I remember an article I read that was based on an interview with a woman who wrote a book about her grandmother. The grandmother died when her son, the author's father, was a child. All his life, he talked about how he did not have a mother.
These two anecdotes both tell of someone who still remembers a hurt from long ago.
The strongest, wisest people have lived through hurts. They have lived through them, and they have learned how to heal. They people who still tell the stories of long ago hurts have not found a way to heal.
I bear such hurts. I can think of five. Things I still think about. I feel like my life would have been better, I would have been a better person, were it not for these things. These hurts still hold me back. These hurts remind me of my inadequacy.
Can I heal these hurts? Can I take them out into the light, look at them, and then grow beyond them?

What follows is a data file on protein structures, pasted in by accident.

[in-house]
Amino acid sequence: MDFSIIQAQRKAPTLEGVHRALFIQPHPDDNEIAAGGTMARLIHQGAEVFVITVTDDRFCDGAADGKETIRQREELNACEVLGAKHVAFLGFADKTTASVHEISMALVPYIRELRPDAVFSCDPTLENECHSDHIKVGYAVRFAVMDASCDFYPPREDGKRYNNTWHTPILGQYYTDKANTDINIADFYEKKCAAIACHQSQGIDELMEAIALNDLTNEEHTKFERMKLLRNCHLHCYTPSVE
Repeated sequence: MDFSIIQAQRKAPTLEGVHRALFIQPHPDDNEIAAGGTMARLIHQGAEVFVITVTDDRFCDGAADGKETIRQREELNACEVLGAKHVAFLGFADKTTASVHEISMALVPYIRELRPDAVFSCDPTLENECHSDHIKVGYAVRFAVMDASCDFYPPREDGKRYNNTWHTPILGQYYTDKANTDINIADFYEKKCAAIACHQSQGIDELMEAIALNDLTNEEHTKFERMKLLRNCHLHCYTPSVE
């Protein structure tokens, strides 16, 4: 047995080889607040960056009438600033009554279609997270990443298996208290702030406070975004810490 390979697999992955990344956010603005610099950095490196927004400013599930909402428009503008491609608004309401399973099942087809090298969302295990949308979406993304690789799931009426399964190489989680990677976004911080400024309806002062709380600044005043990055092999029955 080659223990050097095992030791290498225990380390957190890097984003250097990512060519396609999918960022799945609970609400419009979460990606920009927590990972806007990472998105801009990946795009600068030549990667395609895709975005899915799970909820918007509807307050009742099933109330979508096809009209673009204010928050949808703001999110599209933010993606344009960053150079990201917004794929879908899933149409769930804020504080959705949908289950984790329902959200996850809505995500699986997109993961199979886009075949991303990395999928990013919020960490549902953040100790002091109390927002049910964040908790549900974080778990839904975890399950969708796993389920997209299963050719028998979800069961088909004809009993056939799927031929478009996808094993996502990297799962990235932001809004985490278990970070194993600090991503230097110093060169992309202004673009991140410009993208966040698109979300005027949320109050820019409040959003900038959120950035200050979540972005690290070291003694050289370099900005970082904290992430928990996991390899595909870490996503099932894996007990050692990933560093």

But you know, it's not always on us to have a positive attitude. If a man psychologically abuses his wife, and she believes his words, believes in her inadequacy, it's not all on her for believing him. We don't say she should just overcome the hurt. She needs to remove him from her life.
So, I take out my hurts and look at them. Some I can heal in that way. Looking at them. Feeling them. Making a dance about them. Others, I look at them and I realize that my current situation still perpetuates those feelings. Then the problem becomes not how to soothe the feelings but how to change the situation.
Maybe I can look at my hurts. Maybe I can grow beyond them. Maybe I can heal. Maybe I can grow toward becoming strong and wise.